One of the most direct methods cybercriminals use to access your personal data is through phishing. Phishing often comes in the form of emails designed to fool you into releasing sensitive data, such as passwords, account or social security numbers, birth dates, and other identifying information. These bad actors have become adept at making emails appear to come from trusted institutions, such as banks, retail stores, package delivery services, or even from friends, family and co-workers.
Phishing emails may contain links to harmful URLs or attachments that will download hacking programs or other malicious malware onto your devices. Or a link may take you to an online form that requires you to provide sensitive data, under the premise of unlocking or verifying an account or to claim a prize. Once you click on a link or open an attachment in a phishing email, you have taken the bait.
To protect yourself and your data, follow these recommendations:
- Know your senders
Phishing emails can look like they come from trusted sources. Before clicking on links or opening attachments, ensure you recognize the sender’s email address. When in doubt, don’t click on links or open attachments.
- Beware of phishy emails
Phishing emails may be vague or sound “funny” and often contain multiple spelling or grammar errors. If you receive such an email, contact the sender by phone for verification. Do not reply to the sender by email, as you may be communicating with someone who has hacked the sender’s account.
- Don’t forward phishing information to others, especially the active bad links
You may want to warn your friends, co-workers or end users of a phishing attack by forwarding them a phishing email. With some attacks, you can get your account phished just by clicking on the email link that directs you to a fraudulent website or form.
- Instead, send a summary of the phishing email text and subject line
You can mention the links or take a screenshot of the original email, but do not include the real one. Never forward a “loaded” phishing email, and tell others not to do so.
- Don’t share sensitive data
No matter how “official” an email appears, legitimate companies and organizations will never ask for personal information such as passwords and account numbers via email. Such phishing emails often contain urgent messages, requesting you provide sensitive data to avoid an action being taken against you.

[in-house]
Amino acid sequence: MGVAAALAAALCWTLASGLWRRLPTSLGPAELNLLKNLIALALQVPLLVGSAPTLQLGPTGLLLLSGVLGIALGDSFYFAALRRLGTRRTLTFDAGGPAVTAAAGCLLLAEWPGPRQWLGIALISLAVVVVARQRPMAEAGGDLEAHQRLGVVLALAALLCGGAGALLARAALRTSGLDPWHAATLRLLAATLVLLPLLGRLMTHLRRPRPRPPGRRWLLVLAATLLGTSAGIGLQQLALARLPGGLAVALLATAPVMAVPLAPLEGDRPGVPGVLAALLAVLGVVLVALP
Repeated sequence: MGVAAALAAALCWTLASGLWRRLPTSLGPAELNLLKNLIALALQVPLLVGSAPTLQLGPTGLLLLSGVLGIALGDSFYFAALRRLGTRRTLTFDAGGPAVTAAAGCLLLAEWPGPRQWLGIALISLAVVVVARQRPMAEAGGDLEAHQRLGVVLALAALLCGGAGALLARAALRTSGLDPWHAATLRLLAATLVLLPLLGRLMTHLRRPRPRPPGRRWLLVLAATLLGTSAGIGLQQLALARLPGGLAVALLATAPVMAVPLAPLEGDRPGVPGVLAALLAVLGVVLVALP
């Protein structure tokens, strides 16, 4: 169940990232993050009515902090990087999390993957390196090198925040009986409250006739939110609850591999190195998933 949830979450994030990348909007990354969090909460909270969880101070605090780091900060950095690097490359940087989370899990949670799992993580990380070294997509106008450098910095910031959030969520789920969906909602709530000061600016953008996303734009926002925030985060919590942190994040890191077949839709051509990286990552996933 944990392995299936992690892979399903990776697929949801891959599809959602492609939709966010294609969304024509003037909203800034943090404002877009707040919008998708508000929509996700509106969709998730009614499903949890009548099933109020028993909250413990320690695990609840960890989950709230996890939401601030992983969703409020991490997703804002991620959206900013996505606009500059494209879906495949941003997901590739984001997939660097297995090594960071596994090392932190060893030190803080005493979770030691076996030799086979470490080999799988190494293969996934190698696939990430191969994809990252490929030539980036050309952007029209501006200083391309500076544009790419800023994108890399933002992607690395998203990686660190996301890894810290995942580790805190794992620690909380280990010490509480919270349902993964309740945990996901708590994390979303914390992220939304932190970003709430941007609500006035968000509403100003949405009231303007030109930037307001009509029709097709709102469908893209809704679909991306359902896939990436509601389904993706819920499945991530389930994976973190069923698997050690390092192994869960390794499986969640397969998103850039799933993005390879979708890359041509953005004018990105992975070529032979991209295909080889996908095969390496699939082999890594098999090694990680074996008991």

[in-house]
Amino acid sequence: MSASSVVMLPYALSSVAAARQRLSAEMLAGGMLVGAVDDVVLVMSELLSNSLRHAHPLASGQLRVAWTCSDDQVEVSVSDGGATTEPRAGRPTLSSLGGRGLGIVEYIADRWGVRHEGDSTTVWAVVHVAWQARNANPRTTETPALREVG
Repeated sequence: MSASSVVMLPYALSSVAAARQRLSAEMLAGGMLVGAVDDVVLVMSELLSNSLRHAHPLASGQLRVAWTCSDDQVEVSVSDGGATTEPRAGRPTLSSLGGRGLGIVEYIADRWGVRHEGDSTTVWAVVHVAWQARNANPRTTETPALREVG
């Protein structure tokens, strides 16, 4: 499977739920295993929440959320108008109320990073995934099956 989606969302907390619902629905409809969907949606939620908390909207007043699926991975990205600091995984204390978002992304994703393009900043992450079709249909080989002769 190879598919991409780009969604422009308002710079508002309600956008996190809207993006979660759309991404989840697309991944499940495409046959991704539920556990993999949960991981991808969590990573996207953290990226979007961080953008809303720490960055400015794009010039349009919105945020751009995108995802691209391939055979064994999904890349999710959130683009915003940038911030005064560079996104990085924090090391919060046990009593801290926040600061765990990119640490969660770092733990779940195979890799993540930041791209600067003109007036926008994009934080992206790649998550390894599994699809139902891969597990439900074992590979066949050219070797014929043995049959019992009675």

- Recognize phishing in all its forms
Phishing attacks aren’t just limited to just email. They may also come in the form of instant messages or text messages (aka smishing) or even phone calls (aka vishing). Follow the same precautions you would for email when receiving links, attachments or requests for personal information by any of these methods.
- Keep up with phishing trends and tactics
Pay attention to articles and alerts concerning current phishing scams, especially during certain times of the year, such as holiday shopping seasons. The IRS recently released an alert, detailing a scam targeting payroll and human resource departments this tax season. There has been at least one report of this email scam on NC State’s campus.
- Report suspicious activity
- In your Google email, select Report phishing from the drop-down menu in the upper right corner of your message.
- You can also send new phishing emails to email@example.com. Make sure you include the full email headers.
- As always, contact the NC State Help Desk at firstname.lastname@example.org or 919.515.4357 (HELP) with any concerns or questions about suspicious emails, even before you click on any links.
For additional information on phishing and computer safety tips, refer to the following resources: